A Former Studio, Still Filled With Art
Published in The New York Times
December 31, 2006


WHEN scaffolding began to block the view from his living room on the Upper West Side, Frederico Sève could have been angry. After all, the view — over the turreted roof of the Museum of Natural History — is one of the living room’s best features.

But Mr. Sève, a dealer in Latin American art, decided to look on the bright side. “We’ve never put UV protection on the glass,” he said. “So the scaffolding is actually helping to protect the artwork.”

He was referring to some of the hundreds of pieces — most of them by Latin American artists — collected by Mr. Sève and his wife, Violy McCausland, an investment banker. The 2,100-square-foot room in which they hang is larger than many suburban houses, with 24-foot ceilings, a gigantic fireplace on one side and the billboard-size window on the other. The apartment has half a dozen other rooms, but they are so ordinary, compared with the living room, that most visitors never even see them.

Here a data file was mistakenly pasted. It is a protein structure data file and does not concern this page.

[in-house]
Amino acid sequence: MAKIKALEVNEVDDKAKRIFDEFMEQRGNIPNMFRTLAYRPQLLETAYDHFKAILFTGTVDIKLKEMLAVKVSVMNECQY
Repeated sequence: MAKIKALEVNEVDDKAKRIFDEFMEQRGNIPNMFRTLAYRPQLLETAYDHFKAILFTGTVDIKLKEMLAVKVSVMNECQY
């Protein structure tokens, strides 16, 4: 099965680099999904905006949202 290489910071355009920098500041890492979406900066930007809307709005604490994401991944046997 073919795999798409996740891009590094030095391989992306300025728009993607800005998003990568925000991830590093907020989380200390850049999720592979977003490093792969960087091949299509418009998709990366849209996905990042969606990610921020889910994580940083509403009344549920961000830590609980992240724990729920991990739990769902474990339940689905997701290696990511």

Ms. McCausland, 52, was born in Baranquilla, Colombia, and made her name as an investment banker at J. P. Morgan. She bought the apartment in 1997, about two years before she married Mr. Sève, now 58.

The room, with its huge north-facing window, was built in 1909 as a studio for Karl Bitter, who created the sculptural elements on the facade of the Metropolitan Museum of Art. Ms. McCausland bought the apartment from a publishing executive who had filled it with neo-Classical details.

That décor was “fake,’’ Ms. McCausland said derisively. The daughter of a pioneering modernist architect, the late Roberto McCausland, she wanted form to follow function.

So Ms. McCausland, a charismatic figure who makes no small plans, asked half a dozen architects to reimagine the room. She was intrigued by their ideas but was afraid that their architecture would upstage her art collection (which got a lot bigger when she married Mr. Sève, who owned a gallery in his native Rio de Janeiro).